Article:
• Unique tape names— Numbering is the best tape-naming method. If your tapes do not have numbers, take an indelible pen and begin numbering each tape and case immediately. Where duplicate numbers already exist, mark one with an alphabetical appendage. For example, two tapes numbered 101 would become 101 and 101a. A tape name is your reference to the timecode on that particular tape. So, if you had two tapes, each beginning with timecode 01:00:00;00, the only means of distinguishing one timecode from the other is the tape name. Any nonlinear system knows only numbers, so it is your job to make the distinction clear.

  • Unique names— Keep all clip names unique. Remember, on any computer, files that live in the same folder must have unique names. Since the name you assign a clip, once captured, is the same as the QuickTime media file created at the Finder level, you need to preserve unique names. Even if you create two discrete folders, this convention is still pertinent because it’s important to be able to distinguish one content file from another, especially when relinking.

  • Names that make sense— Think librarian! If you’re working on a project that has more of a script convention, naming media clips using scenes, takes, and camera angles might make sense. If you are working on a documentary, you might name clips by subject or interview. If your project follows the progress of an event, perhaps a date-naming scheme will be useful. Another method is to name a clip by the tape number, and break it down with subclips or markers after the media is captured.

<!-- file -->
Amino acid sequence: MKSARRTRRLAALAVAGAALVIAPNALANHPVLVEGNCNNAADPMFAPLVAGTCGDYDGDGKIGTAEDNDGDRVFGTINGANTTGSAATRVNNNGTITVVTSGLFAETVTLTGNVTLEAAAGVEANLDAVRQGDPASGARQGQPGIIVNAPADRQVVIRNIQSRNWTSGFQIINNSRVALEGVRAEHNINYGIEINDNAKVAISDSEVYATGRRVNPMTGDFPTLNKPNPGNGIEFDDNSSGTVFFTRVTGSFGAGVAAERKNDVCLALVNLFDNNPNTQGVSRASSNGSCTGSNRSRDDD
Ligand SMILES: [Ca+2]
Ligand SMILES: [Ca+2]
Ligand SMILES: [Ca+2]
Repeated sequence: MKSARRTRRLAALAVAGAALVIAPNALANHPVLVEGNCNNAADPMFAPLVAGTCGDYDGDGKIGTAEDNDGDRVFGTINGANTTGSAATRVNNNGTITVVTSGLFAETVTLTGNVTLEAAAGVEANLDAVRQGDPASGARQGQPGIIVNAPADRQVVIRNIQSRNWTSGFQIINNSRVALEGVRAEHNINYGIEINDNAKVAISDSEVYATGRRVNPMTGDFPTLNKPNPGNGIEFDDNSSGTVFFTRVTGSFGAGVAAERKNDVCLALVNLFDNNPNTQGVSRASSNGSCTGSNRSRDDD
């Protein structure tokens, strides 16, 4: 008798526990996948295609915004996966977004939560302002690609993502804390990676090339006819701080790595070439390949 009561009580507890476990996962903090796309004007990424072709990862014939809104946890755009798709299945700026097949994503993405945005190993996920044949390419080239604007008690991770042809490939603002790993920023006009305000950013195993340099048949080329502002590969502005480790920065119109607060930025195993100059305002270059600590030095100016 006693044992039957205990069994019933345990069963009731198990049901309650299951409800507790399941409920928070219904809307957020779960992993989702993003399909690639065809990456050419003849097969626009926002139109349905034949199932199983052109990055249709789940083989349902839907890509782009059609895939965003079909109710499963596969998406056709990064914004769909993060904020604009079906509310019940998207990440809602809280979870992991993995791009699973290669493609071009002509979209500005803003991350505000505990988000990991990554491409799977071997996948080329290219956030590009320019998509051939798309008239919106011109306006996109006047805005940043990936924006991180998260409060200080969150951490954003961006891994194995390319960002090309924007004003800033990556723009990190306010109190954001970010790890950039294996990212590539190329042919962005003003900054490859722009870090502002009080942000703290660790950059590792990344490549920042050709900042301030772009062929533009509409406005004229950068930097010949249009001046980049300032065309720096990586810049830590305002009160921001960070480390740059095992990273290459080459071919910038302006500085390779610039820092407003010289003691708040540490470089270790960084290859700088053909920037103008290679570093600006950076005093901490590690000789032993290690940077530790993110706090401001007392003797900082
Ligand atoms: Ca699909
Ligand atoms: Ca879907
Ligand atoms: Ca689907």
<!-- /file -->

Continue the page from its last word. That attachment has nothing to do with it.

• Consistent naming— Be consistent! Once you’ve chosen a naming convention, follow it closely. On any computer, the more consistent you are with your naming convention, the better the results for searches or sorting. Final Cut Pro has some powerful search capabilities that are enhanced through consistent clip naming. You can search for every clip containing any number of field values, including names in either the Browser or sequence. Final Cut Pro can also sort hierarchically in the Browser. For example, you can perform a primary sort by clicking a Browser heading, and then you can perform a secondary sort by holding down the Shift key and clicking another heading. You’ll be able to sort more accurately if you keep these names consistent.